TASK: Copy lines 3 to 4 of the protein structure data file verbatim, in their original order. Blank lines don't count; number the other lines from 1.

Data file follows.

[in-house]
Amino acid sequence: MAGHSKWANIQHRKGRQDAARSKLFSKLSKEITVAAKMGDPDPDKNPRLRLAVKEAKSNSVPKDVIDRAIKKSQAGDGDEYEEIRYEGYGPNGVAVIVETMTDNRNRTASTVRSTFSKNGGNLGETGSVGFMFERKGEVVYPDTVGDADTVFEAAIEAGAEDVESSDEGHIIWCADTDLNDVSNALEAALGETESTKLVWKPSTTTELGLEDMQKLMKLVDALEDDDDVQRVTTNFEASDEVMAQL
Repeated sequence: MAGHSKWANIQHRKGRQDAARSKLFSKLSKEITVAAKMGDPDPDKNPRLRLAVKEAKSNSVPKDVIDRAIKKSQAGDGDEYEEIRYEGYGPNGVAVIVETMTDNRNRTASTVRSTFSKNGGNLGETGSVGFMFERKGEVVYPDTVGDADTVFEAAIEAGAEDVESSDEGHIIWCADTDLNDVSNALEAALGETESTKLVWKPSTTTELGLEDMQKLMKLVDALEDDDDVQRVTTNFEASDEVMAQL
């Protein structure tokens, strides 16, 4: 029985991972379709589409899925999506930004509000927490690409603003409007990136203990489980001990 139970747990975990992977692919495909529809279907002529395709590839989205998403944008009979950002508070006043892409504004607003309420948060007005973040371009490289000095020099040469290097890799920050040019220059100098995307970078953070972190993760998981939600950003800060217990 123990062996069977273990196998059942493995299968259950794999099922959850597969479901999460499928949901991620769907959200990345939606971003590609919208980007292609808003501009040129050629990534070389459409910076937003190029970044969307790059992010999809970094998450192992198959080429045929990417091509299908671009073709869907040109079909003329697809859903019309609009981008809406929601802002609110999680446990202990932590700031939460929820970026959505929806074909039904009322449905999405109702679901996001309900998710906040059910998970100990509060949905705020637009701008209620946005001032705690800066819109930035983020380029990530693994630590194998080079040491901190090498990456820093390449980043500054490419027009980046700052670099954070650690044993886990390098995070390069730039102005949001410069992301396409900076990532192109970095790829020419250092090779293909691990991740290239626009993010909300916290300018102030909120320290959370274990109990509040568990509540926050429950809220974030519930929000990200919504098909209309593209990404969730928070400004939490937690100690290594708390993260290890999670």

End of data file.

Repeated sequence: MAGHSKWANIQHRKGRQDAARSKLFSKLSKEITVAAKMGDPDPDKNPRLRLAVKEAKSNSVPKDVIDRAIKKSQAGDGDEYEEIRYEGYGPNGVAVIVETMTDNRNRTASTVRSTFSKNGGNLGETGSVGFMFERKGEVVYPDTVGDADTVFEAAIEAGAEDVESSDEGHIIWCADTDLNDVSNALEAALGETESTKLVWKPSTTTELGLEDMQKLMKLVDALEDDDDVQRVTTNFEASDEVMAQL
């Protein structure tokens, strides 16, 4: 029985991972379709589409899925999506930004509000927490690409603003409007990136203990489980001990 139970747990975990992977692919495909529809279907002529395709590839989205998403944008009979950002508070006043892409504004607003309420948060007005973040371009490289000095020099040469290097890799920050040019220059100098995307970078953070972190993760998981939600950003800060217990 123990062996069977273990196998059942493995299968259950794999099922959850597969479901999460499928949901991620769907959200990345939606971003590609919208980007292609808003501009040129050629990534070389459409910076937003190029970044969307790059992010999809970094998450192992198959080429045929990417091509299908671009073709869907040109079909003329697809859903019309609009981008809406929601802002609110999680446990202990932590700031939460929820970026959505929806074909039904009322449905999405109702679901996001309900998710906040059910998970100990509060949905705020637009701008209620946005001032705690800066819109930035983020380029990530693994630590194998080079040491901190090498990456820093390449980043500054490419027009980046700052670099954070650690044993886990390098995070390069730039102005949001410069992301396409900076990532192109970095790829020419250092090779293909691990991740290239626009993010909300916290300018102030909120320290959370274990109990509040568990509540926050429950809220974030519930929000990200919504098909209309593209990404969730928070400004939490937690100690290594708390993260290890999670």